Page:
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Thursday July 24, 2014 MYT 3:35:02 AM
Thursday July 24, 2014 MYT 3:36:00 AM
by michelle nichols
UNITED NATIONS (Reuters) - The U.N. special envoy to Iraq urged the United Nations Security Council on Wednesday to demand an end to "hostilities and atrocities" committed by Sunni Islamist militants, saying the insurgents pose a threat that "is not and will not be limited to Iraq."
The advance by al Qaeda offshoot Islamic State, known as the Islamic State in Iraq and the Levant (ISIL) when it seized swaths of northern Iraq last month, has put the OPEC oil producer's survival in jeopardy.
The group now controls territory stretching from Aleppo in Syria, close to the Mediterranean, to the outskirts of Baghdad.
"From a splinter group of al Qaeda, ISIL has today grown to be a complex threat to peace and security in Iraq, the entire region and beyond," U.N. envoy Nickolay Mladenov told the 15-member Security Council via video link from Baghdad.
"The international community and the Security Council should demand, in no uncertain terms, that ISIL cease all hostilities and atrocities," he said. "Iraq needs and must receive regional and international support."
Mladenov reiterated U.N. Secretary-General Ban Ki-moon's push for countries to enforce an international arms embargo and economic sanctions on the Islamic State militant group in a bid to weaken the insurgency.
Al Qaeda in Iraq was blacklisted by the Security Council a decade ago and that designation was amended last year to include ISIL. The group follows al Qaeda's hardline ideology, but alienated Osama bin Laden's successor Ayman al-Zawahri and others with its extreme violence.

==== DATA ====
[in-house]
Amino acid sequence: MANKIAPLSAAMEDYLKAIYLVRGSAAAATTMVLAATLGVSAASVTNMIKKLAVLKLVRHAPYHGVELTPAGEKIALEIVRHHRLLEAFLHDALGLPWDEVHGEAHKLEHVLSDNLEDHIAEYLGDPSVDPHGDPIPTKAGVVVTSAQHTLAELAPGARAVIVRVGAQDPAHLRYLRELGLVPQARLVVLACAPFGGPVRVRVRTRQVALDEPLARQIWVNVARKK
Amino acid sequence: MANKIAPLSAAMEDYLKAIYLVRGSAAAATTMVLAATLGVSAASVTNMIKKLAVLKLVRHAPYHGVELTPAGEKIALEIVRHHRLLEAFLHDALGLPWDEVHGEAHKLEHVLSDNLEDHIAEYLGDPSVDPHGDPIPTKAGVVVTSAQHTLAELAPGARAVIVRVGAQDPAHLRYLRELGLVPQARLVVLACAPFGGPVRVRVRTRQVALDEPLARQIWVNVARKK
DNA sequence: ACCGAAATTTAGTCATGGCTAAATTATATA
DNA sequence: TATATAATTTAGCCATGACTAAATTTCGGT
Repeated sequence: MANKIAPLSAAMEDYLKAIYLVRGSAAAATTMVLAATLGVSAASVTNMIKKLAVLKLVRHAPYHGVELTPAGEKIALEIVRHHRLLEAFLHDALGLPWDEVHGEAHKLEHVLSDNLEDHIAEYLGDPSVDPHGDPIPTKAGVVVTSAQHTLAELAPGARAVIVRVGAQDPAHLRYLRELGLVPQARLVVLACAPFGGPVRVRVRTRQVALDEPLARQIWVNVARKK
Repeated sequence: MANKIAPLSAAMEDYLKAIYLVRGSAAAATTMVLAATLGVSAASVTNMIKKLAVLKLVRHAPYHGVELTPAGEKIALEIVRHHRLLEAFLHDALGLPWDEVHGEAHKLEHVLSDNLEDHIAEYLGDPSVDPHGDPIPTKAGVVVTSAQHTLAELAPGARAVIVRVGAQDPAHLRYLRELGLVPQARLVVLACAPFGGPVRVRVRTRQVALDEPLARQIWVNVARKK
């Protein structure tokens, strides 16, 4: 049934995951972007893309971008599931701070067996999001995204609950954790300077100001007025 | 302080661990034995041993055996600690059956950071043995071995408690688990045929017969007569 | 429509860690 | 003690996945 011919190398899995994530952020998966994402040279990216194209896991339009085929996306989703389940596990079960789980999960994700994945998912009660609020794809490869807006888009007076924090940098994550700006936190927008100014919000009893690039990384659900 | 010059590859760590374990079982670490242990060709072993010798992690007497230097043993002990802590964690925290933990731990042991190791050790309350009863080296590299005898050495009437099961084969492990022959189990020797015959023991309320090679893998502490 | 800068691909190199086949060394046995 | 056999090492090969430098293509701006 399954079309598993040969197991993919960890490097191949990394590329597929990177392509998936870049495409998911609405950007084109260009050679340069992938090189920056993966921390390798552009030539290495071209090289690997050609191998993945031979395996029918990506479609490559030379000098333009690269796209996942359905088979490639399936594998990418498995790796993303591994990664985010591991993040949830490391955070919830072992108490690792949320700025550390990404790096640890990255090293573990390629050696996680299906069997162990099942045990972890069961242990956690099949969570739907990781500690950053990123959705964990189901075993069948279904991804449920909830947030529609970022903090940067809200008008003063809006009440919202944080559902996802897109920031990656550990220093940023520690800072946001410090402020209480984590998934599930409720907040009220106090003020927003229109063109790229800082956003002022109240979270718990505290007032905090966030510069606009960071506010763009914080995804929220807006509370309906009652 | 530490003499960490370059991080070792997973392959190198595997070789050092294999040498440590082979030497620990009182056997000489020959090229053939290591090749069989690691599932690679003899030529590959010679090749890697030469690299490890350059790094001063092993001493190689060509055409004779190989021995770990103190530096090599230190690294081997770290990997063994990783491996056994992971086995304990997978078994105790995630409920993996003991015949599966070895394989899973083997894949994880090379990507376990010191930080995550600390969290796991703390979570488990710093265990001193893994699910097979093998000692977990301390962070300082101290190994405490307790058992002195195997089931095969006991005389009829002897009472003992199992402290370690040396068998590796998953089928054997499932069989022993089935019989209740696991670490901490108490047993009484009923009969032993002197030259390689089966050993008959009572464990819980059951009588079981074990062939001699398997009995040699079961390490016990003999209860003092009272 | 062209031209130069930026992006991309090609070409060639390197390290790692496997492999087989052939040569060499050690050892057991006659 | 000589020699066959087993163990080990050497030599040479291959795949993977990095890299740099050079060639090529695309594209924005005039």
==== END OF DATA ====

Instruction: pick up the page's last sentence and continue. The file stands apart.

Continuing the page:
Mladenov also called on countries to "hold accountable the perpetrators, organizers and sponsors of these horrific terrorist acts, war crimes and crimes against humanity."
The U.N. has accused Islamic State fighters of executions, rape and forced recruitment of children during its campaign to seize much of northern Iraq.
Mladenov said almost 900 people had been killed during the violence in July alone, while some 5,500 people died between January and June.
"We have received reports of women being targeted and having severe restrictions placed on their freedoms," he said. "I am also alarmed by the killing and maiming of children due to indiscriminate attacks ... and the ongoing recruitment and use of children, as young as 12, but all parties."
Iraq's parliament, which had been due to elect the country's president on Wednesday, postponed the vote by a day, delaying the formation of a power-sharing government urgently needed to confront the insurgency.
"Iraq cannot afford a protracted government formation process as the current threats continue to challenge the existence of the Iraqi state," Mladenov said.
(Reporting by Michelle Nichols; Editing by Tom Brown)
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